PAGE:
"Yes, it is more contemptible to exterminate a race than a class. Race is, by definition, an ascribed characteristic; i.e., you can do nothing to change it. . . . One can shed one's class by dispossessing oneself of property . . . . These people at least have a chance. The Jews had none but luck and the perseverence of the few who risked themselves to help."

i could raise the semantic point that the Jewish people are not a race, but i understand what you mean. Jewishness is an immutable characteristic for many, though not all jews. But your contention breaks down when one realizes that the holocaust was more than the extermination of jews. A very large number of victims were people who did not have an immutable characteristic to condemn them. i'm talking about dissidents and, arguably, homosexuals.

So, if exterminating people for their race is a ten on a hypothetical "evilness scale" of 1 to 10, might it be fair to say that you would call the Holocaust a 10, while Stalin's purges were, say, a 9. If so, then would you similarly distinguish Hitler's extermination of Jews and Gypsies from his murder of dissidents and homosexuals (assuming arguendo, that homosexuality is chosen.) If so, doesn't that distinction also minimize the holocaust, to some extent?


Those are all reasonable points to make. I certainly by no means intended to minimize the atrocities that were committed by Stalin, nor the ones committed by the Nazis against other groups. Hell, my wife grew up under Soviet occupation, and her father was sent to work as a slave laborer in Dresden during the war (he was there during the bombing made famous in Slaughterhouse Five). I own a cabin near what used to be Lidice, the Czech village that was leveled in retribution for the assassination of Reinhard Heydrich. So I have no illusions that Jews were somehow the only ones to suffer under Stalin and Hitler. But Gibson wasn't asked about all that. He was asked about the Holocaust.

What Gibson seemed to be avoiding was the question of the policy of extermination that was systematically carried out against the Jews. He was asked, Do you believe that the Holocaust happened? He could have just said, Yes, of course. But instead he launched into a very weasely sounding equivocation, which under the circumstances seemed damning. He just said, "Atrocities happened." It's almost like saying, Yeah, shit happens, you know? It was this use of the passive voice that I think irritated me the most. There was nothing passive about the Holocaust.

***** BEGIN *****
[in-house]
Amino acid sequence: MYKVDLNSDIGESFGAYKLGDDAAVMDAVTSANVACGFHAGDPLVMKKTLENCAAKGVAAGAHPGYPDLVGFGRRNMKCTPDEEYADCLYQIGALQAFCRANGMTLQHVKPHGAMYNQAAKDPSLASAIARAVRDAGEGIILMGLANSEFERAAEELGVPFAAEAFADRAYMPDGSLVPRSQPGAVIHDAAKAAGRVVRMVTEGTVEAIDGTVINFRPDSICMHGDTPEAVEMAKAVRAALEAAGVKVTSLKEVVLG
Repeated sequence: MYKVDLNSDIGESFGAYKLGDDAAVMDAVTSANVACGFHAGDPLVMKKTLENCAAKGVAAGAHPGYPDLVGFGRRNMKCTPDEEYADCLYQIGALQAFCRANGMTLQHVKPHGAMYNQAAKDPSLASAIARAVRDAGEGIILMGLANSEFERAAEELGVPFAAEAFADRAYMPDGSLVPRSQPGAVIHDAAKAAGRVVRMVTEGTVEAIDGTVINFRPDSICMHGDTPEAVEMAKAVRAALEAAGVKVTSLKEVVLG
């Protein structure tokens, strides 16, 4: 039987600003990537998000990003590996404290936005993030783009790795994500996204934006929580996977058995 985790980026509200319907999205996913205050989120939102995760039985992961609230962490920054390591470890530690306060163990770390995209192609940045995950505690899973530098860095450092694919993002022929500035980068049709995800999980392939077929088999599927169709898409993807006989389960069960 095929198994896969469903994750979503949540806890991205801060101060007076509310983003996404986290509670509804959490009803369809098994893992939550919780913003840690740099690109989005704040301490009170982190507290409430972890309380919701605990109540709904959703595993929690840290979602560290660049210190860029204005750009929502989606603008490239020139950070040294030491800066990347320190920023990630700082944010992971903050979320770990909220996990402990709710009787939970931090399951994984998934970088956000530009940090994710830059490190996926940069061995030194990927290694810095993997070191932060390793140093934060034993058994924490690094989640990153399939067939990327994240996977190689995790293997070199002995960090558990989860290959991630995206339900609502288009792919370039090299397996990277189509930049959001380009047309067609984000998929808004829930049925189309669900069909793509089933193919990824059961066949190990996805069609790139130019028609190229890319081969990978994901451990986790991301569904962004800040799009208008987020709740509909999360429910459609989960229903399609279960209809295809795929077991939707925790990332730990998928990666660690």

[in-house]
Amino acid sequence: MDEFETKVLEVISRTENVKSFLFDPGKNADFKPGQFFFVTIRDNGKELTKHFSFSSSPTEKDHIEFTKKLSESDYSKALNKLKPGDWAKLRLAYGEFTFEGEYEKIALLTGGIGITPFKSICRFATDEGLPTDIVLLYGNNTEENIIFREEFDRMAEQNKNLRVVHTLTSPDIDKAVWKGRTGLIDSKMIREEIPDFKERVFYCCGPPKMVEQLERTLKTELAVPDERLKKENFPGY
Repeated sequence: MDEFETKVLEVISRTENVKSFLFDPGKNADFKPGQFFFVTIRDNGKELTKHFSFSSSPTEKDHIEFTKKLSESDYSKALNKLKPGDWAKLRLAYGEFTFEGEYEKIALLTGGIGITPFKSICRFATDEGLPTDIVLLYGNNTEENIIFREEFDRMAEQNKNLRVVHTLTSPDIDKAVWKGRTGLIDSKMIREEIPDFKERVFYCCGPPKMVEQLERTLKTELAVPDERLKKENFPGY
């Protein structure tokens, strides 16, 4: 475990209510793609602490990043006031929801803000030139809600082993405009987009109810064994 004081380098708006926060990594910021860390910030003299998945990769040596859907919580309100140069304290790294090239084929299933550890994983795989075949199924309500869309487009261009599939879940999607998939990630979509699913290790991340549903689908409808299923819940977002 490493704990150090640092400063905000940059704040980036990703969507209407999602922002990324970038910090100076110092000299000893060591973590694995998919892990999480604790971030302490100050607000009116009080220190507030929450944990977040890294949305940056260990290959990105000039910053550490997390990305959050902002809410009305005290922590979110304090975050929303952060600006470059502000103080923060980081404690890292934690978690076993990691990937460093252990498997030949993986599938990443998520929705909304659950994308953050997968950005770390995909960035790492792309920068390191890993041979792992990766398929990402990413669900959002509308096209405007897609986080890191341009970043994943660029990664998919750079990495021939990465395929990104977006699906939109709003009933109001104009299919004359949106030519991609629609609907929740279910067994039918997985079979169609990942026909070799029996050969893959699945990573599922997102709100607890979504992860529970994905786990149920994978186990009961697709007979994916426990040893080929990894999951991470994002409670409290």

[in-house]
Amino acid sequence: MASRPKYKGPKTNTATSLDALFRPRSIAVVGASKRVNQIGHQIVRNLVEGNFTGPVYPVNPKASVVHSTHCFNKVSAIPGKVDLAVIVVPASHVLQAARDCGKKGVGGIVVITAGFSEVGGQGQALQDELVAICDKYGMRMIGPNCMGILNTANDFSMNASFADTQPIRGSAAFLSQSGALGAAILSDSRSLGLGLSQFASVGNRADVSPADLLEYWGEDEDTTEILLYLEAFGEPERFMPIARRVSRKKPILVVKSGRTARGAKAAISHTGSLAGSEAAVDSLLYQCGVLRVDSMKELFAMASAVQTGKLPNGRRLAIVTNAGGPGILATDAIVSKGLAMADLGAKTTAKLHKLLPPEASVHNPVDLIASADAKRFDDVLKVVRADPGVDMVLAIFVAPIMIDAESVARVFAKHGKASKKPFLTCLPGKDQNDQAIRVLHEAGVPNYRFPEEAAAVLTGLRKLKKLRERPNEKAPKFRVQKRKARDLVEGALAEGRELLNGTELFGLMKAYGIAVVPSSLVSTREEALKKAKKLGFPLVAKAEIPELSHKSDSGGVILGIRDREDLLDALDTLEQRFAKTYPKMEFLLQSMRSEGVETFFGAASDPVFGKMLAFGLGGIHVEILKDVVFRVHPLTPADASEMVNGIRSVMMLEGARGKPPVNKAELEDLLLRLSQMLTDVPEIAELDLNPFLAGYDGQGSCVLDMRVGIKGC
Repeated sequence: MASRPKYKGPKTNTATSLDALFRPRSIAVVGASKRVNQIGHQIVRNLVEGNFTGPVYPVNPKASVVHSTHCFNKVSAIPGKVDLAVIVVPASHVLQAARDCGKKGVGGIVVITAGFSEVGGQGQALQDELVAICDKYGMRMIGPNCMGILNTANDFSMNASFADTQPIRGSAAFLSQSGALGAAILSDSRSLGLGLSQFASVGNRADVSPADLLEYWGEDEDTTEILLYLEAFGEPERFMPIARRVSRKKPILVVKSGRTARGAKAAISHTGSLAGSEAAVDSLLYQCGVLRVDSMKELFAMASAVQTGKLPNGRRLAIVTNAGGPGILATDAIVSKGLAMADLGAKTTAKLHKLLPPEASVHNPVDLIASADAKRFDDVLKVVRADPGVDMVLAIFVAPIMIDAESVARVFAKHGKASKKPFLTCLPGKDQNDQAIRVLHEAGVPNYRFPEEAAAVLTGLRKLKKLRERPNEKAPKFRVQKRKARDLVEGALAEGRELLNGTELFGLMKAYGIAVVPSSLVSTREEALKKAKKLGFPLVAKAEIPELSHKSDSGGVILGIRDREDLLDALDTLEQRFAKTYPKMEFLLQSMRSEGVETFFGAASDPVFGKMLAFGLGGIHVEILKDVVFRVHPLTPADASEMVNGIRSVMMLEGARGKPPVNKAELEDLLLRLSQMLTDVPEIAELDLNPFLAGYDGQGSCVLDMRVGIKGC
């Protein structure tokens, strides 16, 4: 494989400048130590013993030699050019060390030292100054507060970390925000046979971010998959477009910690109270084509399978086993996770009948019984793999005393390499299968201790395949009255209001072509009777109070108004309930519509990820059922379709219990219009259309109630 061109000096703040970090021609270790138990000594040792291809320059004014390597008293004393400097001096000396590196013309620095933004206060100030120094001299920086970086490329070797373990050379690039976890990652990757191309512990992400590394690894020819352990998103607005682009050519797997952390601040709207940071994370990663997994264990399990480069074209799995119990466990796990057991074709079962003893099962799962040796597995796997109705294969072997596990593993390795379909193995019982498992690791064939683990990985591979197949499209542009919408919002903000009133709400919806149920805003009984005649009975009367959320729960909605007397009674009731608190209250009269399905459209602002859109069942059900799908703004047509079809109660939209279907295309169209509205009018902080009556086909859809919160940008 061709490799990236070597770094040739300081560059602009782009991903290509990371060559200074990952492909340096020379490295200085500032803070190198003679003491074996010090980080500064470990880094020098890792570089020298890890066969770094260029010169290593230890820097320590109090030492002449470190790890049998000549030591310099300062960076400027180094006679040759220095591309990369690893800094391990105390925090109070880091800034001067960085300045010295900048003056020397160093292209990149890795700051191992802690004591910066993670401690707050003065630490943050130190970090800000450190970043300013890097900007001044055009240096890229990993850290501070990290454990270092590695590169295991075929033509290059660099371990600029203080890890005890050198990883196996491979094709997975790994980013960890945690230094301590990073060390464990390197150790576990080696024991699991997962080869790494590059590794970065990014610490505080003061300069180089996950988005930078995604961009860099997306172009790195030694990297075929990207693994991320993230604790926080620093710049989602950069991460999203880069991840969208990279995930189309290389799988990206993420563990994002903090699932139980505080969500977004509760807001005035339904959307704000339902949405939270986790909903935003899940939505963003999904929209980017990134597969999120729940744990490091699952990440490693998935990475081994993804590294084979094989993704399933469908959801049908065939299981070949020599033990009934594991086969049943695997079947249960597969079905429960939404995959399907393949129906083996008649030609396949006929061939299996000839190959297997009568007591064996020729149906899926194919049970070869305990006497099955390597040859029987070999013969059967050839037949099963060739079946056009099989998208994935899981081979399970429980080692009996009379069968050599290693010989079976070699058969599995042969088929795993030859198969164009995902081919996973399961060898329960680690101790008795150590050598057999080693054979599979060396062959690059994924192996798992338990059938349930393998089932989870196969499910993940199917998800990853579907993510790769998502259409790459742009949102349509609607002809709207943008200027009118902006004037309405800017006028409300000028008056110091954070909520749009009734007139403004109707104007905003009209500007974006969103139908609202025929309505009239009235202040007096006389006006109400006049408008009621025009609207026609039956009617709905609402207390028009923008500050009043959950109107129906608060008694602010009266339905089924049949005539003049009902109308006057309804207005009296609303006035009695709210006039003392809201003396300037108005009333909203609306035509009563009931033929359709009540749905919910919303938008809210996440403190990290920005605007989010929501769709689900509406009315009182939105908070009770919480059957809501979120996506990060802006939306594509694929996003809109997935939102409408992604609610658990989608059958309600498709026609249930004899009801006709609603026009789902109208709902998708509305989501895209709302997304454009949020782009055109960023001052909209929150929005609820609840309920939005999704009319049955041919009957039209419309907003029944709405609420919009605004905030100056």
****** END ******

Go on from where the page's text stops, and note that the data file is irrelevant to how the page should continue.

There is also something particularly pernicious about Holocaust denial, or Holocaust minimizing, because the problem of anti-Semitism is still very much with us, both in Europe and throughout the world (especially the Muslim world), whereas the political ideology behind Stalinism has been defeated and largely discredited (Saddam Hussein having been one of its last remaining holdouts), and other forms of racism and prejudice (anti-gay, anti-Gypsy, etc.) are generally fading away. Europeans seem only too eager to brand Israelis as war criminals, because doing so dampens their guilt about the past while indulging their anti-Semitic sensibilities under the banner of "anti-Zionism," all the while forgetting that Zionism was proven necessary by European anti-Semitism. This makes the Holocaust against the Jews just as relevant in today's world as it has ever been.

I also think that my reaction was supplemented, if you will, by the fact that I am in the middle of reading a book by an acquaintance of mine, called The Wiesenthal File. It contains some of the most painful descriptions of Nazi atrocities I have ever encountered, and when I read Mel's statement I was simply incensed.


Jewishness isn't a race, it's an ethnicity. Two different, although interrealted things. Judaism has two modes of transmission: by birth and by conversion. Children of a Jewish mother are halachically automatically Jewish, regardless of the ethnic identity of the father, unless the children convert to another religion at some point. But anyone can convert to Judaism, and people of all races have and continue to do so. It doesn't make sense to talk of Jews as a race when some of us are black Ugandans and some are blond Russians.